The Vredefort Dome in South Africa offers a unique record of the earth’s geological history, which is crucial to our understanding of the planet’s evolution. Erosion and geological activity that have destroyed other asteroid-impact sites also threaten the integrity of the Vredefort Dome.
As if there weren’t enough earthly forces to worry about, don’t forget the threats that come from outer space. Take this gentle ring of hills rising from the South Africa plains—who would have guessed that it was caused by a giant asteroid, walloping the earth some 2 billion years ago? We can only guess how huge the asteroid was; geologists estimate it was some 10km (6< miles) in diameter. The mark of its forcible landing is what geologists call an “impact structure”—and the one at Vredefort is not only the largest, it’s the oldest one on the earth.
The village of Vredefort, which nestles within the dome, lies 100km (62 miles) southwest of Johannesburg, just off the N1 highway to Cape Town. Actually, this ring of hills, some 180km (112 miles) across, isn’t the entire crater; it’s a secondary spot at the crater’s center where the earth’s surface sprang back violently. (The original crater, long eroded away, may have been 250-300km/155-186 miles in diameter.) The asteroid itself was simply vaporized by the ruthless blast. Such enormous energy was released in this cataclysm, it must have triggered major global changes, perhaps even altering the course of evolution. No, this wasn’t the one that killed the dinosaurs—that meteor hit the earth many years later, in Mexico. The Vredefort collision was even more important—it kicked the earth’s oxygen levels up to a threshold that would finally sustain multicellular life.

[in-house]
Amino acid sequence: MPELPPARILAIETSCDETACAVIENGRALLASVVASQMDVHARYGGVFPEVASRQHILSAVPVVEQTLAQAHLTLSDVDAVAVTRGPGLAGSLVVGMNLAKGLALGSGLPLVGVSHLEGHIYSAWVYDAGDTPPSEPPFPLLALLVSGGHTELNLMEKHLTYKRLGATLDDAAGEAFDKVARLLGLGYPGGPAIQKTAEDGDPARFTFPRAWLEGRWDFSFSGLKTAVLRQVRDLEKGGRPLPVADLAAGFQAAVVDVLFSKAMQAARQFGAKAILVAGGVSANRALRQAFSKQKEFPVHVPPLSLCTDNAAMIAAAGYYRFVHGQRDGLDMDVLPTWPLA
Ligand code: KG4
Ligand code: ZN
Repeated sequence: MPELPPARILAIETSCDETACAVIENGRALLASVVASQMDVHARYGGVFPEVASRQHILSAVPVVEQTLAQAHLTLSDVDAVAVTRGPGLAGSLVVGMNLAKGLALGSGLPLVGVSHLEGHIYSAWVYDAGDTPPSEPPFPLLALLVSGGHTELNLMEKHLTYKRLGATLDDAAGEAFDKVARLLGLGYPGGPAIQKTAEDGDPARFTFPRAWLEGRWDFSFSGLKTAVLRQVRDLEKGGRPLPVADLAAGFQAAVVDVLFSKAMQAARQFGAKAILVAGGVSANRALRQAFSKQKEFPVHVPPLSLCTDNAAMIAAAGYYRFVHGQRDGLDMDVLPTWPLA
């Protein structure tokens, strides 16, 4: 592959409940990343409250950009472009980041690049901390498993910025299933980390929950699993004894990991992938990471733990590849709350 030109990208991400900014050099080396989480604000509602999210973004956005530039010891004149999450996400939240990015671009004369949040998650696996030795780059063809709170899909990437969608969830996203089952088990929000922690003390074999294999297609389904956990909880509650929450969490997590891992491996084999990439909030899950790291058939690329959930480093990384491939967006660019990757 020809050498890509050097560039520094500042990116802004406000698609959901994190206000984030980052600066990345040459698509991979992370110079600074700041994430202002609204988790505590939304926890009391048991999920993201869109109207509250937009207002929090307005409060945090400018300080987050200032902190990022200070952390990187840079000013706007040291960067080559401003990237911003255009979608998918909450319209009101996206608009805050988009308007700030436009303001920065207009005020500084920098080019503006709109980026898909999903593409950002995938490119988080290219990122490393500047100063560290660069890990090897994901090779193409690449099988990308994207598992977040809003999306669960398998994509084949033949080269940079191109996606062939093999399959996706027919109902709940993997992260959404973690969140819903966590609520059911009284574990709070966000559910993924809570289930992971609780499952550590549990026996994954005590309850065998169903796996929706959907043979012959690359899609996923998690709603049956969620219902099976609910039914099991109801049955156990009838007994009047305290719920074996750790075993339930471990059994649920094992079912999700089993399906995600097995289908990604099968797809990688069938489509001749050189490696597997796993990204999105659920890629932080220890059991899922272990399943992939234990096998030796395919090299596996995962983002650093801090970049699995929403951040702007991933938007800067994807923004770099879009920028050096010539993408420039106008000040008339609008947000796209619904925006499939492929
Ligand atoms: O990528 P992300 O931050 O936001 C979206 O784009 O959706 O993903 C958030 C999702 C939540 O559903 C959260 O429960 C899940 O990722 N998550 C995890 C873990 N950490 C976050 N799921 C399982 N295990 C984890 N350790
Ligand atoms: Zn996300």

Designated a World Heritage Site in 2005, the Vredefort Dome is still relatively undeveloped as a tourist destination, though plans are afoot to lay out interpretive hiking trails and organize sightseeing flights over the crater. Given all that primeval furor, the Vredefort Dome today presents a surprisingly placid, pastoral face. Rich in birds and butterflies, the land shelters rare rooikats, aardwolves, leopards, and the endangered rock dassie, not to mention the world’s largest olive-tree forest. The rounded, eroded hills are mantled in veldt grass, with erratic outcrops of granite. But where the rock has broken away, you can see a distinctive pattern of turbulence: blobs of light gray granite trapped within an ancient flow of molten dark-gray granite. The magnetic field hereabouts remains so severely affected, it sets compasses spinning. Earth hasn’t forgotten its ancient injury—and neither should we.